The “whisper number” on Amazon’s December quarter sales is $112.5 billion. That’s still almost $20 billion short of what Walmart should do for the quarter ending in October. But it’s getting closer, fast.
Almost $53 billion of Amazon revenue in the September quarter came from product sales. That’s a growth rate of 33%. It’s well over one-third of Walmart’s $137 billion in third quarter revenue.
Here’s a heretical question. Is this a good thing?
Investing Cash Flow
As I have written here many times the secret to Amazon is cash flow.
While other companies use their cash flow to buy back stock or pay dividends, Amazon plows its cash flow back into the business. Even in its stellar third quarter report, less than 7% of Amazon revenue hit the net income line.
Amazon had $12 billion in operating cash flow during its most recent quarter. It invested $11 billion in property and equipment. Much of that went to Amazon Transportation Services, the company’s logistics branch. It has a fleet of 80 jets, 30,000 tractor-trailers, and 69 package sorting centers. About two-thirds of its “middle mile” deliveries, that is between warehouses, was done internally last year, and that’s going up.
The strategy is the same one pursued with fulfillment and, before that, with the cloud. Third party sellers, who represent over half the product sales on Amazon’s platform, help pay these costs. They also share in Amazon’s savings. They’re the company’s secret weapon when the anti-trust police come to call. If you’re looking for a merchandising monopoly, know that Walmart controls most of what it sells, while Amazon just moves it.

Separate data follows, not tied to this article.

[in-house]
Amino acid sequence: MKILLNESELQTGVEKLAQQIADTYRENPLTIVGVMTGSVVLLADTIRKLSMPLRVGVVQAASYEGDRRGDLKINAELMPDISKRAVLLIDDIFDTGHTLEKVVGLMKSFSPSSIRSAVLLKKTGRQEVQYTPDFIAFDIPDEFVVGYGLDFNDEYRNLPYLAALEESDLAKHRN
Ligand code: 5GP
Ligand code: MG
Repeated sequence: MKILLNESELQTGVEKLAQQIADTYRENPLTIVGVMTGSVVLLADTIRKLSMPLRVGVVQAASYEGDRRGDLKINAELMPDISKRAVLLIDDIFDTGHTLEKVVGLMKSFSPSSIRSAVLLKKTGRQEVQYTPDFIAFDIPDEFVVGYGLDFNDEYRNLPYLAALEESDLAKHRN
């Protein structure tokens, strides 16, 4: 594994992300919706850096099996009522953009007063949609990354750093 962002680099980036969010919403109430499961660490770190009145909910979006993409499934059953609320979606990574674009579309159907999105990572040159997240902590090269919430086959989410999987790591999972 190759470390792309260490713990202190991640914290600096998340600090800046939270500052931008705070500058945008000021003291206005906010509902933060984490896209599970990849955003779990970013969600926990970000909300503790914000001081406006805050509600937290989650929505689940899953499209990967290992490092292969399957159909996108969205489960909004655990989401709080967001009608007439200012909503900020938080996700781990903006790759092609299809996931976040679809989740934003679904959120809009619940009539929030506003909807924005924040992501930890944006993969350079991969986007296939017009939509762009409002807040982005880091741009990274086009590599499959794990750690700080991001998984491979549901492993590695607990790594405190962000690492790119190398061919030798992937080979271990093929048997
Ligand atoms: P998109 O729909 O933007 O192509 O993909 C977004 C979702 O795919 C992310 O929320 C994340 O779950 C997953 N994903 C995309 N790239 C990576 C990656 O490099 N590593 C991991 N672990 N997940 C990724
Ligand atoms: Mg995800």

The problem is that Amazon’s gains from applying its cloud strategy to fulfillment and now, distribution, aren’t that big. Truck and plane costs keep rising, not falling. The only way Amazon can squeeze out more profit is with labor costs. Many truckers have now gone from owning their own rigs to being “gig workers” for Amazon.
What happens as Amazon becomes Walmart is that it loses margin. For all its control over suppliers, and its distribution network, Walmart’s net income is still less than 5% of sales.
The companies are becoming similar in another way. The fastest growing piece of Walmart’s e-commerce business is now on behalf of third-party sellers. It’s Amazon’s biggest competitor in this area. Walmart’s own operating cash flow came to more than $25 billion during its most recent quarter. Sam Walton invented the cash flow game, not Jeff Bezos.
You can see where Amazon’s strategy is going, in terms of cash flow. But it doesn’t represent margin expansion. Just the opposite. Amazon is putting more cash flow bang into fewer profit bucks.
The Bottom Line on AMZN Stock
Since hitting its peak of more than $3,500 per share in early September, Amazon has been trading more like Walmart. Check that, it’s been trading worse than Walmart. Amazon shares are down 10%, while Walmart shares are flat.
Cloud investments drive more profitable market share than other infrastructure. Amazon’s price-earnings ratio, which was once stratospheric, is now near 90. Still high, because cloud profits are huge, but no longer triple-digits.
You may be tempted to call Amazon a bargain. But it’s really settling down to Earth, its stock measured against competitors. Competitors like Walmart, whose P/E ratio is 23, whose price to sales ratio is about 80%, and whose sales growth this year may hit 4%.
If Amazon expects to maintain its sky-high valuation, it should find another route than becoming Walmart.
At the time of publication, Dana Blankenhorn had long positions in AMZN
Dana Blankenhorn has been a financial and technology journalist since 1978. His latest book is Technology’s Big Bang: Yesterday, Today and Tomorrow with Moore’s Law, essays on technology available at the Amazon Kindle store. Write him at firstname.lastname@example.org or follow him on Twitter at @danablankenhorn.